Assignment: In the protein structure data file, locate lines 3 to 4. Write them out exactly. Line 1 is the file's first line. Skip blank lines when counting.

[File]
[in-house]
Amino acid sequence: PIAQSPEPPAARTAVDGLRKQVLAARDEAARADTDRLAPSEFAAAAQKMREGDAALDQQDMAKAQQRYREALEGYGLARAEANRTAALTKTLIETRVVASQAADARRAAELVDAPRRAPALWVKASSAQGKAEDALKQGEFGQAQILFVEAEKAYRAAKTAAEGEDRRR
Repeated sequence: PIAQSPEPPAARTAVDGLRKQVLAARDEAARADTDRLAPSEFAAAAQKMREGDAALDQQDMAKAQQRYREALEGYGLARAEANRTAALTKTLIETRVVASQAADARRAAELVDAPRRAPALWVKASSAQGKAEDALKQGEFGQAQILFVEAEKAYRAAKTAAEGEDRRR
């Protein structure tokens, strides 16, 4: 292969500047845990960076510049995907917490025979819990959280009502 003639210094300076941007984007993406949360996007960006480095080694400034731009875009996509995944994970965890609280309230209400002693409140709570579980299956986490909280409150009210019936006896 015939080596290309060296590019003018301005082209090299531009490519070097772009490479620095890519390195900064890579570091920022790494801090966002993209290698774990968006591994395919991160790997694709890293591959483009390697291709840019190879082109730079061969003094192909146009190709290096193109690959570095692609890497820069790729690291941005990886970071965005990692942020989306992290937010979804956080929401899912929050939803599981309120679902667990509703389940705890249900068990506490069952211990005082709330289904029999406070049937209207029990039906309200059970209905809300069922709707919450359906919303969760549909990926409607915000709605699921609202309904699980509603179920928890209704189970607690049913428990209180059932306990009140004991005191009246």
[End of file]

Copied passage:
Repeated sequence: PIAQSPEPPAARTAVDGLRKQVLAARDEAARADTDRLAPSEFAAAAQKMREGDAALDQQDMAKAQQRYREALEGYGLARAEANRTAALTKTLIETRVVASQAADARRAAELVDAPRRAPALWVKASSAQGKAEDALKQGEFGQAQILFVEAEKAYRAAKTAAEGEDRRR
């Protein structure tokens, strides 16, 4: 292969500047845990960076510049995907917490025979819990959280009502 003639210094300076941007984007993406949360996007960006480095080694400034731009875009996509995944994970965890609280309230209400002693409140709570579980299956986490909280409150009210019936006896 015939080596290309060296590019003018301005082209090299531009490519070097772009490479620095890519390195900064890579570091920022790494801090966002993209290698774990968006591994395919991160790997694709890293591959483009390697291709840019190879082109730079061969003094192909146009190709290096193109690959570095692609890497820069790729690291941005990886970071965005990692942020989306992290937010979804956080929401899912929050939803599981309120679902667990509703389940705890249900068990506490069952211990005082709330289904029999406070049937209207029990039906309200059970209905809300069922709707919450359906919303969760549909990926409607915000709605699921609202309904699980509603179920928890209704189970607690049913428990209180059932306990009140004991005191009246």